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3D printer produces biologically sound, artificial ears

Tuesday, Apr 23, 2013 - 03:43

April 23 - US scientists have created an artificial ear using 3-D printing technology and living cells. The ear looks and behaves like a real ear and offers hope to children born with ear deformities. Sharon Reich has more.

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It's an here in the making produced on the 3-D printer by researchers at Cornell University. It's designed to transform the lives of children born with microshaft. A condition at least the external ear structure either deformed or missing altogether. Created with living -- the artificial ear looks and behaves like the real thing yeah. Plastic surgeon -- factor of Weill Cornell medical center says the printed here is have obvious aesthetic benefits for children afflicted by my -- But they could also limit the need for the painful surgery required to help the child here are normally. It is currently a very extremely challenging the effect to reconstruct. Requires. Taking tissue from a young child using the surgery is done about the age of five or six. You sort of gold standard reconstruction is to use child's own tissue which means taking pieces of three of their -- What -- you can imagine this is quite painful in addition to the pain that the child will. Suffer as a result of an attempt to reconstruct the hear the actual reconstruction. That can be made. Really depends upon the artistic talents this surgeon. And truthfully this is such a complicated and and really challenging surgery that there's maybe a handful of surgeons in the whole world. Who can make an acceptable. Facsimile of the year. That's where doctor Larry announcer comes. But Nasser and his biomedical engineering team crying now have been working with Specter to develop a better -- replacement. And with the printed here they think they've done it. The researchers produced the nearby harvesting living cells and suspending them intelligent. A principle for a team in the body. After mixing the solution and dispensing it like ink into 3-D printer that air printing process can begin. -- -- To achieve the precise -- Technicians used to reading panoramic photographs and laser scans capturing the geometry of the -- other here. And then that the data into the computer that translated into real life like implant. The whole idea behind this is we simply don't wanna put artificial material. And in in the body. That we want to replace your cartilage that's absent or or has been destroyed with with new cartilage. And that's essentially what this tissue engineering technology goats and with time are implants start out his cell suspended in the -- And turn into cell suspended in tissue just like just like normal cartilage. Although the principal leader hasn't been tested in humans samples have been successfully implanted on the backs of laboratory that. The biggest technical challenge however is generating the number of cells needed for the process. Just one implant requires 250 million found. One of the nice things about this technology is that it really doesn't. Care where the cells come from we can mold or -- cells. Of any type whether there that whether they're your cells -- stem cells from from whatever source. And there's the possibility of accidentally made. We might be able to use just a few of your part of the cells and stem cells and happen to populations. So it's really unclear what will be the perfect population for the ultimate political news. But the technology that we've been developed. Will be able interface with whatever self technology. It's this in the future. Tissue engineering is still limited technology that this research team says it's only a matter of time. Before the printing of new body parts has become straightforward. Conventional medicine.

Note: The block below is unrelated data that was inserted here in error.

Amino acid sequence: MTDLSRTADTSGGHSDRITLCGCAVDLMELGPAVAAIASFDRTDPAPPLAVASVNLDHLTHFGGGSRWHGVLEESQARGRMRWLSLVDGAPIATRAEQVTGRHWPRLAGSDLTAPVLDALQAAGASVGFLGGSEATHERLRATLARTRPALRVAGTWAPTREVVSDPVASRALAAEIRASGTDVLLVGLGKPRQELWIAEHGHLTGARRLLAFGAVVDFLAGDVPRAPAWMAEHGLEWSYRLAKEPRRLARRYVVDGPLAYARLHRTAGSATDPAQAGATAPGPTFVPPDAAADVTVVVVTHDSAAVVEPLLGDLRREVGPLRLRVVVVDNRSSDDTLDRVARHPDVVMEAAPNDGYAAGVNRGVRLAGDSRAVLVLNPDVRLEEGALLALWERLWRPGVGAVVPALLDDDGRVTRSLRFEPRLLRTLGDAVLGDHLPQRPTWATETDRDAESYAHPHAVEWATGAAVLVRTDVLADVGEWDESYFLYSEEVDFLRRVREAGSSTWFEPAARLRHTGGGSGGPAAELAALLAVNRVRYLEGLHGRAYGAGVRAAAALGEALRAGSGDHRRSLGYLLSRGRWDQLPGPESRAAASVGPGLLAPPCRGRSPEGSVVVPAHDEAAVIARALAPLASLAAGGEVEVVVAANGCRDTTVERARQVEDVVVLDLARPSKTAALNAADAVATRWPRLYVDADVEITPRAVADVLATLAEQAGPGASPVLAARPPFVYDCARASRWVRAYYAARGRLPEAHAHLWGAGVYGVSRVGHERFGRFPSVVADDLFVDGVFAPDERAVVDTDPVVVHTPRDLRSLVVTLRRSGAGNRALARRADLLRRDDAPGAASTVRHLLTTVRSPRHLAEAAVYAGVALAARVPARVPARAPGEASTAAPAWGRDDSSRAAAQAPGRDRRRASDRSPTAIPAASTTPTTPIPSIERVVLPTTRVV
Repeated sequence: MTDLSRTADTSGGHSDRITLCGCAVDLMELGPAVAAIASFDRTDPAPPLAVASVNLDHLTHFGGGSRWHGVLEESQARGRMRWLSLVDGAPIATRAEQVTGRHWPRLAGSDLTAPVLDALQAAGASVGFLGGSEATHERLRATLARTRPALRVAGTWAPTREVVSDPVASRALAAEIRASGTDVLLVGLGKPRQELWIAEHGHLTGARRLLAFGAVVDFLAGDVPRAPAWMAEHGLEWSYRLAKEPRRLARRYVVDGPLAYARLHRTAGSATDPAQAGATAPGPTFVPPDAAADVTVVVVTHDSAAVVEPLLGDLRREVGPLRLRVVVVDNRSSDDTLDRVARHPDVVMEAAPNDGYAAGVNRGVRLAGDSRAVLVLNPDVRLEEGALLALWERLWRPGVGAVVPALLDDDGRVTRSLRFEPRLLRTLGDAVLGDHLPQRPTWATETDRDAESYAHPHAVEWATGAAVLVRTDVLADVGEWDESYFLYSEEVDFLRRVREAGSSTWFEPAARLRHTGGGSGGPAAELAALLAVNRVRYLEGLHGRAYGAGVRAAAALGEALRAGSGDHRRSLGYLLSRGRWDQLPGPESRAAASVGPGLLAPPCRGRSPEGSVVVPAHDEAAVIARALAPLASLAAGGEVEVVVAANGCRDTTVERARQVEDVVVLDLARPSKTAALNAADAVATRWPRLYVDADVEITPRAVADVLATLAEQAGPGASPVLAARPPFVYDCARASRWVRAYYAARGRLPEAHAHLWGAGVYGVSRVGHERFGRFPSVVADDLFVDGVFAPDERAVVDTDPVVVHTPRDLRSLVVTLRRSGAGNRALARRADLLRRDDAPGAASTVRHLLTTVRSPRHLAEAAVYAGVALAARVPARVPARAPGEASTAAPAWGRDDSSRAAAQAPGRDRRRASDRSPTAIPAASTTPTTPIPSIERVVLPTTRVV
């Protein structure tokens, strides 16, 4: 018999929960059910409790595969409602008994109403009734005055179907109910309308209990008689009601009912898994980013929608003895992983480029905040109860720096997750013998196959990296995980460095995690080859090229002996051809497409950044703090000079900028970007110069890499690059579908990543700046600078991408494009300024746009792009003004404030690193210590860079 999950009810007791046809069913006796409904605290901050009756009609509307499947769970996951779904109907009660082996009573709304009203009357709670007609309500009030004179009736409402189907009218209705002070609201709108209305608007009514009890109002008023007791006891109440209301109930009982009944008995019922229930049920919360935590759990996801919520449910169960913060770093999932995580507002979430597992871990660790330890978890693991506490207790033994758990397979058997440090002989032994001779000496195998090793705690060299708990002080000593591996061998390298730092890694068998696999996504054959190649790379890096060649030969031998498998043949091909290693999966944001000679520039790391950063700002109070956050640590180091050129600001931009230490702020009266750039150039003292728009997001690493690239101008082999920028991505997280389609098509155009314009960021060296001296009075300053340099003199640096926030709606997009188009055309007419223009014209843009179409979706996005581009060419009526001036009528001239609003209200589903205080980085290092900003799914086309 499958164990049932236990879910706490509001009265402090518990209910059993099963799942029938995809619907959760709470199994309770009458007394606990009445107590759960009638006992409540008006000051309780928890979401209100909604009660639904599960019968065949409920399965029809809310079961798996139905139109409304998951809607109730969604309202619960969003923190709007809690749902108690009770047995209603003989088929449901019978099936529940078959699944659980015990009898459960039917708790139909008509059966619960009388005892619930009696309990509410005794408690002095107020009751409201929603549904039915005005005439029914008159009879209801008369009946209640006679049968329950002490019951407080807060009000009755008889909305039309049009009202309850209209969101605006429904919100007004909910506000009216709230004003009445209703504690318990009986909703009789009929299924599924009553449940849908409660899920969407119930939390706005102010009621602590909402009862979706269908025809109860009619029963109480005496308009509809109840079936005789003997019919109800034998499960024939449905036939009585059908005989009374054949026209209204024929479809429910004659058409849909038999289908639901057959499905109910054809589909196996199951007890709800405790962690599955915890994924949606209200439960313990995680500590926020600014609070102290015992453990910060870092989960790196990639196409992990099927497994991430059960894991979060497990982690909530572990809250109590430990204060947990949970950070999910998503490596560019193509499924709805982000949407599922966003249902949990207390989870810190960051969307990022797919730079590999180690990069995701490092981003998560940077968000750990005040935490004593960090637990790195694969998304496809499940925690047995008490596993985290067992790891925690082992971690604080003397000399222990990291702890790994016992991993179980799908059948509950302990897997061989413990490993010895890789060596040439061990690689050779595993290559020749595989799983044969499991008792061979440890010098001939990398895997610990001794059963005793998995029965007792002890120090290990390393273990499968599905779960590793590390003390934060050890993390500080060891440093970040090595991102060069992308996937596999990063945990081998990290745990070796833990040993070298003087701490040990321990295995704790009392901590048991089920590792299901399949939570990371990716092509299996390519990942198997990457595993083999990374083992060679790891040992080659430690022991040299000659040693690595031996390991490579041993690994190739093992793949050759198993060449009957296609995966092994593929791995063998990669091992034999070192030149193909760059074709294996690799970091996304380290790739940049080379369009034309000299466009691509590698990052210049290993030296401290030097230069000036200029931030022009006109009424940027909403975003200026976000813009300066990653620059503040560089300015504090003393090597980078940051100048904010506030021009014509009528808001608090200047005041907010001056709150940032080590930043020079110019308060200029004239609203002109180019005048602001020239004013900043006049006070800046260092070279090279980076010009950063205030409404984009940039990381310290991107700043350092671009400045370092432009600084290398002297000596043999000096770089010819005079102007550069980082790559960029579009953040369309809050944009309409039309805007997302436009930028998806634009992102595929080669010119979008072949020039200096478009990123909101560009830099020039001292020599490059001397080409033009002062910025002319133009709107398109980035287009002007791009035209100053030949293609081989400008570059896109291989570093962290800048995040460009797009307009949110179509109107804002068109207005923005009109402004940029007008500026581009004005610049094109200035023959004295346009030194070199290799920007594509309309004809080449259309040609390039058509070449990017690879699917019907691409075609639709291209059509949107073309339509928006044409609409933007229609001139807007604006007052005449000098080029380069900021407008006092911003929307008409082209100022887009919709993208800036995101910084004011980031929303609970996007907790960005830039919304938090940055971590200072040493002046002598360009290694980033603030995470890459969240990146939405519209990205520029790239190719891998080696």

3D printer produces biologically sound, artificial ears

Tuesday, Apr 23, 2013 - 03:43

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